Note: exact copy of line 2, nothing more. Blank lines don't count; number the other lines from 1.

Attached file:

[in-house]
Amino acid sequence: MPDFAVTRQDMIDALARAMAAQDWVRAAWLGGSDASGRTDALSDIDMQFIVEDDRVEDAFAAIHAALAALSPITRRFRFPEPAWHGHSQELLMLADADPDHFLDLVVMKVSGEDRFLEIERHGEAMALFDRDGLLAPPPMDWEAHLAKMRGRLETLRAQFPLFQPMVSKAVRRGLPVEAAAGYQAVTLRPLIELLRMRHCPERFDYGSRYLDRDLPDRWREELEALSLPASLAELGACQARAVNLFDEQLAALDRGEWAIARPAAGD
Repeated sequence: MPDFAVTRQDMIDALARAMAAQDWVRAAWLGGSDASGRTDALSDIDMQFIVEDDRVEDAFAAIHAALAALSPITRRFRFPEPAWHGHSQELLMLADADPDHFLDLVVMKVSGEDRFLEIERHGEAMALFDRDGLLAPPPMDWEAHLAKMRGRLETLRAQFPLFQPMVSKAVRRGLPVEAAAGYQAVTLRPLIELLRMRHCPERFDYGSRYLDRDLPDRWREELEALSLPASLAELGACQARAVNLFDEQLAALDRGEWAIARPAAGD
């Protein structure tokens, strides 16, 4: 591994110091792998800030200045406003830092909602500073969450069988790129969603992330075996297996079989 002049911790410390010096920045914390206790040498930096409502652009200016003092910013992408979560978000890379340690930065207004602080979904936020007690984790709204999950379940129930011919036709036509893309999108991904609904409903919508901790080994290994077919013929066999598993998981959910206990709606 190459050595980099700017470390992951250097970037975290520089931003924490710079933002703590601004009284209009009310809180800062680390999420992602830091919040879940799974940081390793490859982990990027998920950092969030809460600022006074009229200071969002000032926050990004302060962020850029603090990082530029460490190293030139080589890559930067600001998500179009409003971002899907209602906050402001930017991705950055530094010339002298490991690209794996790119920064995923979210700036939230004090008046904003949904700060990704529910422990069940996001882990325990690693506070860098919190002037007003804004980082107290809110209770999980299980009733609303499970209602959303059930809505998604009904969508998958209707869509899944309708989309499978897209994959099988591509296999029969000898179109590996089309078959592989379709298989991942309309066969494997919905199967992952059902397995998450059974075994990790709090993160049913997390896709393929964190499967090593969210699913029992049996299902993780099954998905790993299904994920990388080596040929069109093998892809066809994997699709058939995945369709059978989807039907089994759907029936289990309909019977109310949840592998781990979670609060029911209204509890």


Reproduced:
Amino acid sequence: MPDFAVTRQDMIDALARAMAAQDWVRAAWLGGSDASGRTDALSDIDMQFIVEDDRVEDAFAAIHAALAALSPITRRFRFPEPAWHGHSQELLMLADADPDHFLDLVVMKVSGEDRFLEIERHGEAMALFDRDGLLAPPPMDWEAHLAKMRGRLETLRAQFPLFQPMVSKAVRRGLPVEAAAGYQAVTLRPLIELLRMRHCPERFDYGSRYLDRDLPDRWREELEALSLPASLAELGACQARAVNLFDEQLAALDRGEWAIARPAAGD